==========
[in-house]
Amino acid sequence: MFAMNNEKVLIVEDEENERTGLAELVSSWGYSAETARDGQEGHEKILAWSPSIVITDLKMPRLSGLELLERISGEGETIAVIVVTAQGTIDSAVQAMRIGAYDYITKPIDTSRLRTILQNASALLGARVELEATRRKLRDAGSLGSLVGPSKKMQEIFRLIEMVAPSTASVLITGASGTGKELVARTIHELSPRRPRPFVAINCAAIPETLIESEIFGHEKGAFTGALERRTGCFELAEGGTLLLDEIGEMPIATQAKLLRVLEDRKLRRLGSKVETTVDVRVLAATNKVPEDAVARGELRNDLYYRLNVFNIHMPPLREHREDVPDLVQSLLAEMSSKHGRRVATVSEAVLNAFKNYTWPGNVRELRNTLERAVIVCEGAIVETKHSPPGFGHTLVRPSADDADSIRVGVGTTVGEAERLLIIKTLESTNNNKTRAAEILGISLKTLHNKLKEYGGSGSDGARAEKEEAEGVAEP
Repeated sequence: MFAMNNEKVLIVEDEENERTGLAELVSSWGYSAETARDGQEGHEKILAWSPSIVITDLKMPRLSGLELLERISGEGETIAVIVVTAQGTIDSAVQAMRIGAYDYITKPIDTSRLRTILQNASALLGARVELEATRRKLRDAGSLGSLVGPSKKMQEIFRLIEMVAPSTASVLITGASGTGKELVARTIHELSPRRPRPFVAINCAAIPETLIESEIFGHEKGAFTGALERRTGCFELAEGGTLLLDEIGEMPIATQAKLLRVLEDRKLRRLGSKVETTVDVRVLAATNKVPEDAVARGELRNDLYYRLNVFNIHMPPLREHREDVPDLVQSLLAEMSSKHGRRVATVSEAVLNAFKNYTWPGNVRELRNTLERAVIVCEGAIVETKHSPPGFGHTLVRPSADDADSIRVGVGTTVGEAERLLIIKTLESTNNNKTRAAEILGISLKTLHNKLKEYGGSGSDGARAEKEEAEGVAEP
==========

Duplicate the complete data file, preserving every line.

[in-house]
Amino acid sequence: MFAMNNEKVLIVEDEENERTGLAELVSSWGYSAETARDGQEGHEKILAWSPSIVITDLKMPRLSGLELLERISGEGETIAVIVVTAQGTIDSAVQAMRIGAYDYITKPIDTSRLRTILQNASALLGARVELEATRRKLRDAGSLGSLVGPSKKMQEIFRLIEMVAPSTASVLITGASGTGKELVARTIHELSPRRPRPFVAINCAAIPETLIESEIFGHEKGAFTGALERRTGCFELAEGGTLLLDEIGEMPIATQAKLLRVLEDRKLRRLGSKVETTVDVRVLAATNKVPEDAVARGELRNDLYYRLNVFNIHMPPLREHREDVPDLVQSLLAEMSSKHGRRVATVSEAVLNAFKNYTWPGNVRELRNTLERAVIVCEGAIVETKHSPPGFGHTLVRPSADDADSIRVGVGTTVGEAERLLIIKTLESTNNNKTRAAEILGISLKTLHNKLKEYGGSGSDGARAEKEEAEGVAEP
Repeated sequence: MFAMNNEKVLIVEDEENERTGLAELVSSWGYSAETARDGQEGHEKILAWSPSIVITDLKMPRLSGLELLERISGEGETIAVIVVTAQGTIDSAVQAMRIGAYDYITKPIDTSRLRTILQNASALLGARVELEATRRKLRDAGSLGSLVGPSKKMQEIFRLIEMVAPSTASVLITGASGTGKELVARTIHELSPRRPRPFVAINCAAIPETLIESEIFGHEKGAFTGALERRTGCFELAEGGTLLLDEIGEMPIATQAKLLRVLEDRKLRRLGSKVETTVDVRVLAATNKVPEDAVARGELRNDLYYRLNVFNIHMPPLREHREDVPDLVQSLLAEMSSKHGRRVATVSEAVLNAFKNYTWPGNVRELRNTLERAVIVCEGAIVETKHSPPGFGHTLVRPSADDADSIRVGVGTTVGEAERLLIIKTLESTNNNKTRAAEILGISLKTLHNKLKEYGGSGSDGARAEKEEAEGVAEP